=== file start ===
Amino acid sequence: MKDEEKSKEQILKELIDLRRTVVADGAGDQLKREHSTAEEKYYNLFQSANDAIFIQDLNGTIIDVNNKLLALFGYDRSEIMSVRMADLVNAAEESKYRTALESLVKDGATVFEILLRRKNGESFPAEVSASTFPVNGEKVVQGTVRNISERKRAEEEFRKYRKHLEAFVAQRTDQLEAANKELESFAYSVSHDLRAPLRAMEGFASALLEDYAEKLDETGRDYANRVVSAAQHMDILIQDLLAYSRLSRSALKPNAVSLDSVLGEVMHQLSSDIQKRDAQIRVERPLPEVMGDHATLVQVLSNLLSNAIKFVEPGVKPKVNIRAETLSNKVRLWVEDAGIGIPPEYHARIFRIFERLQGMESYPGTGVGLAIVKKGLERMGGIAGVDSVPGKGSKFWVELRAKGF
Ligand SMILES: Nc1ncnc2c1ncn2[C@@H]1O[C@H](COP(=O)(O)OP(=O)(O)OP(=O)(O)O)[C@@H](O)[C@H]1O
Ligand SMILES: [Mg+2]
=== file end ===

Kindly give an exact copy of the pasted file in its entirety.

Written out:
Amino acid sequence: MKDEEKSKEQILKELIDLRRTVVADGAGDQLKREHSTAEEKYYNLFQSANDAIFIQDLNGTIIDVNNKLLALFGYDRSEIMSVRMADLVNAAEESKYRTALESLVKDGATVFEILLRRKNGESFPAEVSASTFPVNGEKVVQGTVRNISERKRAEEEFRKYRKHLEAFVAQRTDQLEAANKELESFAYSVSHDLRAPLRAMEGFASALLEDYAEKLDETGRDYANRVVSAAQHMDILIQDLLAYSRLSRSALKPNAVSLDSVLGEVMHQLSSDIQKRDAQIRVERPLPEVMGDHATLVQVLSNLLSNAIKFVEPGVKPKVNIRAETLSNKVRLWVEDAGIGIPPEYHARIFRIFERLQGMESYPGTGVGLAIVKKGLERMGGIAGVDSVPGKGSKFWVELRAKGF
Ligand SMILES: Nc1ncnc2c1ncn2[C@@H]1O[C@H](COP(=O)(O)OP(=O)(O)OP(=O)(O)O)[C@@H](O)[C@H]1O
Ligand SMILES: [Mg+2]